Monday, September 27, 2010

Thoughts on Sci-Fi RPGs Part 4

I've been under the weather this past weekend, and as I've demonstrated in the past, I tend to deal with such misery by doing thought experiments. Since a comment by Erin on my musings on Sci Fi RPGs brought my attention to this particular thought experiment, that is how I spent my weekend. Since Scott of Huge Ruined Pile has done much of the hard work with the rules themselves, I busied myself with the Inspirational Source Material at the end of Molday's Basic D&D. I felt entirely justified in doing this, because I vividly remember staking out literary territories that inspired and informed D&D worlds that my friends and I built and played in when we were first trying to feel our way through the game.

I did give myself a limitation, however. I only allowed authors and works that I had not read before. As I was ill, I was limited to free on line resources. One of the first authors that I had success with was Leigh Brackett and her fabulous tale "The Black Amazon of Mars," which was the original title and version of The People of the Talisman — one of the titles cited by Moldvay.

Please note, Leigh Brackett is a sci fi writer and "The Black Amazon" is a sci fi tale. Interstellar travel is a given. The story begins with the aftermath of a gun battle. Mercury, Venus, Earth and Mars are all mentioned as places the hero Eric John Stark has been.

Which brings me to the point of this post. Having been completely drawn into Brackett's vision of Mars and her version of the solar system and inspired enough to put on paper some kind of D&D version of this vision, I have come to the conclusion that I think James' question makes an erroneous assumption. Despite the sci fi source material, D&D (especially Moldvay's edition) is a perfectly suitable game with which to create a world and universe inspired by Brackett's work. Thus, D&D is a science fiction RPG, and the most wildly successful one, at that.

We forget that the classification of sci fi and fantasy as two separate genres is a fairly recent phenomenon. Although James is very good at mining and giving homage to the past, his question fails to remember this reality. Which brings me to what I think is the real answer to his question. D&D has been as successful as it has because it so good at pastiche. It is perfectly capable of being high fantasy, dark fantasy, pulp, sci fi, horror, etc. It doesn't matter what you want to do, D&D is quite capable of handling it. In contrast, games like Traveller are too much tied to their niche within the sci fi/fantasy spectrum. In other words, you could do the Third Imperium with D&D, but you couldn't do Greyhawk with Traveller. That narrow focus necessarily limits their appeal and thus their audience.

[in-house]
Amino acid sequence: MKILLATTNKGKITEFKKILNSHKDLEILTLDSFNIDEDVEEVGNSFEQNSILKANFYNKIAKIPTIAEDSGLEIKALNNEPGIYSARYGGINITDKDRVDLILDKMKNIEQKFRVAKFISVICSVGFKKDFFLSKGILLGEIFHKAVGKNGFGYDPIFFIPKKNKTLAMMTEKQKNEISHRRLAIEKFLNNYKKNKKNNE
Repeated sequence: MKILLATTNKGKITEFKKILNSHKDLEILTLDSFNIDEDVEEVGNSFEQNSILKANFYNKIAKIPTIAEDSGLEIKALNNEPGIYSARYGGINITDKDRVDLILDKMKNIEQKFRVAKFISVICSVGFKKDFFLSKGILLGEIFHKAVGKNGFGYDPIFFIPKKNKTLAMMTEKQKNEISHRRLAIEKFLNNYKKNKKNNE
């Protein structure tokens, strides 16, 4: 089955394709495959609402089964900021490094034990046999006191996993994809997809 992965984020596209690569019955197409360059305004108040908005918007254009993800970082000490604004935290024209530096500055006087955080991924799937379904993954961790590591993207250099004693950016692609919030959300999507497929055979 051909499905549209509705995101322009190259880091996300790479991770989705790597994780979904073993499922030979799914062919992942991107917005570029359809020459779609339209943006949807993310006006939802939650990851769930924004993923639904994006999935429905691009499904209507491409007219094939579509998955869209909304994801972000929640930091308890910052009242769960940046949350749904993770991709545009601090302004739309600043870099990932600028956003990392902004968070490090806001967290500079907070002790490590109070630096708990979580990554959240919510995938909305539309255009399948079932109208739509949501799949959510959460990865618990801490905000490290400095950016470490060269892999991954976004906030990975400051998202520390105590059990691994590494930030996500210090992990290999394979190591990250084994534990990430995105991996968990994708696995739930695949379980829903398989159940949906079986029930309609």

So the real question isn't why these other games have failed, but rather why D&D succeeded. The answer is the wonderful goulash that sci fi used to be and the fact that D&D was not only was born out of it, but embraced it.

5 comments:

  1. Thus, D&D is a science fiction RPG, and the most wildly successful one, at that.... So the real question isn't why these other games have failed, but rather why D&D succeeded. The answer is the wonderful goulash that sci fi used to be and the fact that D&D was not only was born out of it, but embraced it.

    That's a lovely little bit of insight there. Cheers!

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  2. Glad you're getting some enjoyment out of the Moldvay/Cook post. It's on the backburner for me at the moment while I put in some more work on the Wilderlands, but I think it's a pretty neat idea.

    I think D&D is great for planetary romance like Leigh Brackett's Solar System stories, John Carter, etc. I include those elements in my D&D settings pretty frequently, and I've been thinking about ways to include them in my B/X project. (It wouldn't be too tough to put in an interplanetary gate and reskin X1 as "Planet Dread.")

    I don't know that D&D is so hot for modeling harder science fiction, though.

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  3. Scott,

    Thanks for the whole idea, it has been really rewarding (and "Planet Dread" sound awesome!). However, I must disagree with your assessment that D&D isn't so hot for hard sci fi. Sure, you'd have to do some work (which other games have already done), but the built-in archetypes of D&D will be just as applicable to a Third Imperium campaign as they will be to Planet Dread. And remember, all PC weapons do d6 damage, so laser pistols etc. don't require a whole lot of work. Just about the only thing that D&D doesn't do is space combat. Practically, this can easily be accomplished using your favorite rule-set of an established space combat game or doing a simple abstraction of it. Personally, I'd choose the latter, because, in practice, space combat does two things I don't like: it mechanically buries the characters in favor of the ship they are in, and, when, things don't go well, it can punish players who had no real say/choice in the combat (including a good chance for a TPK if they are all in one ship). Given this choice, D&D is quite capable of hard sci fi.

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  4. If you liked Black Amazon, you ought to get your hands on Queen of the Martian Catacombs (aka The Secret of Sinharat), which is even better IMO. Reading it was one of the things that kicked off my Under the Dying Sun project.

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  5. Matthew,

    That's next on my reading list...

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